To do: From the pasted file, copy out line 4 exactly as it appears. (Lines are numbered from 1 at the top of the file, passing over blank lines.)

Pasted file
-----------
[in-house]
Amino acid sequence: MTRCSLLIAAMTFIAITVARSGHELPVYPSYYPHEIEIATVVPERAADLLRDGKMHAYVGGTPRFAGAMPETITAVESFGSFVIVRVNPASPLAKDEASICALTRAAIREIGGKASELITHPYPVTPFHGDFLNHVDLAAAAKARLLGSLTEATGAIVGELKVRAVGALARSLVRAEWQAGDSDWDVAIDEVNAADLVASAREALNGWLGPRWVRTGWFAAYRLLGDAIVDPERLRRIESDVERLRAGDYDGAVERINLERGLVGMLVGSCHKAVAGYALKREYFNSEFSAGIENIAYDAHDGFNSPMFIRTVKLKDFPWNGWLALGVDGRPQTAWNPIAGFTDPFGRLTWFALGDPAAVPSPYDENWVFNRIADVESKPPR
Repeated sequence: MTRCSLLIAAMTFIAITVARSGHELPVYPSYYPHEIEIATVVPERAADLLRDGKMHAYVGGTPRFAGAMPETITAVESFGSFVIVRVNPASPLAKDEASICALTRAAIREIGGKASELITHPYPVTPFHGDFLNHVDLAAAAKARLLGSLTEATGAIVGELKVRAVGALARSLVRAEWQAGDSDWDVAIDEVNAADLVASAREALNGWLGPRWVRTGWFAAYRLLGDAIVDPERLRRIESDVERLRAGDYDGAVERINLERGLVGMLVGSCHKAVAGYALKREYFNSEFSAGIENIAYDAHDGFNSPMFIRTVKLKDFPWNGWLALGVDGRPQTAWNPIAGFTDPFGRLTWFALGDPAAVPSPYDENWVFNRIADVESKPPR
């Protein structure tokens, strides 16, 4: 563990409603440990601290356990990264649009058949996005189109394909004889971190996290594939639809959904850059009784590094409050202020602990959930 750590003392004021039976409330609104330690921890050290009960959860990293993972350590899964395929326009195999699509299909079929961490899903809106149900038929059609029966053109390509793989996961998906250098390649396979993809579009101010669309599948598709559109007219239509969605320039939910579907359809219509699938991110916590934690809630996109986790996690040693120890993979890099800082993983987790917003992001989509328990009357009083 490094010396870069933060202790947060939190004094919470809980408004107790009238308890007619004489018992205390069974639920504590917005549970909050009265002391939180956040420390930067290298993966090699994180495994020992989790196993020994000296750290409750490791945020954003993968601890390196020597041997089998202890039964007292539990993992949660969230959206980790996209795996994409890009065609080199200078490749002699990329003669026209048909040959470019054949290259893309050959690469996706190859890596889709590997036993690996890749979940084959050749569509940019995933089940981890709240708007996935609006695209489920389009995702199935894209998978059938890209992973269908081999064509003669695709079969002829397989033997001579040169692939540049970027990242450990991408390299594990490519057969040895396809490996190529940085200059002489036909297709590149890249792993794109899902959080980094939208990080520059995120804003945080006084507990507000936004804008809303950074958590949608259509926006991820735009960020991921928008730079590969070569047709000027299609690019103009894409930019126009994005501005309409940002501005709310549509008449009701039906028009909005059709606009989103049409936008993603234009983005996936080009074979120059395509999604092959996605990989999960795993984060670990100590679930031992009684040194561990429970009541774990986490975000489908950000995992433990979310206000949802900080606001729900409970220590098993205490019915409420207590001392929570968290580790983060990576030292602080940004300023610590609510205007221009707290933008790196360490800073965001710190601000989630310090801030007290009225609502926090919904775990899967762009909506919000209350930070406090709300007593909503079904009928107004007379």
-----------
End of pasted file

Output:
């Protein structure tokens, strides 16, 4: 563990409603440990601290356990990264649009058949996005189109394909004889971190996290594939639809959904850059009784590094409050202020602990959930 750590003392004021039976409330609104330690921890050290009960959860990293993972350590899964395929326009195999699509299909079929961490899903809106149900038929059609029966053109390509793989996961998906250098390649396979993809579009101010669309599948598709559109007219239509969605320039939910579907359809219509699938991110916590934690809630996109986790996690040693120890993979890099800082993983987790917003992001989509328990009357009083 490094010396870069933060202790947060939190004094919470809980408004107790009238308890007619004489018992205390069974639920504590917005549970909050009265002391939180956040420390930067290298993966090699994180495994020992989790196993020994000296750290409750490791945020954003993968601890390196020597041997089998202890039964007292539990993992949660969230959206980790996209795996994409890009065609080199200078490749002699990329003669026209048909040959470019054949290259893309050959690469996706190859890596889709590997036993690996890749979940084959050749569509940019995933089940981890709240708007996935609006695209489920389009995702199935894209998978059938890209992973269908081999064509003669695709079969002829397989033997001579040169692939540049970027990242450990991408390299594990490519057969040895396809490996190529940085200059002489036909297709590149890249792993794109899902959080980094939208990080520059995120804003945080006084507990507000936004804008809303950074958590949608259509926006991820735009960020991921928008730079590969070569047709000027299609690019103009894409930019126009994005501005309409940002501005709310549509008449009701039906028009909005059709606009989103049409936008993603234009983005996936080009074979120059395509999604092959996605990989999960795993984060670990100590679930031992009684040194561990429970009541774990986490975000489908950000995992433990979310206000949802900080606001729900409970220590098993205490019915409420207590001392929570968290580790983060990576030292602080940004300023610590609510205007221009707290933008790196360490800073965001710190601000989630310090801030007290009225609502926090919904775990899967762009909506919000209350930070406090709300007593909503079904009928107004007379």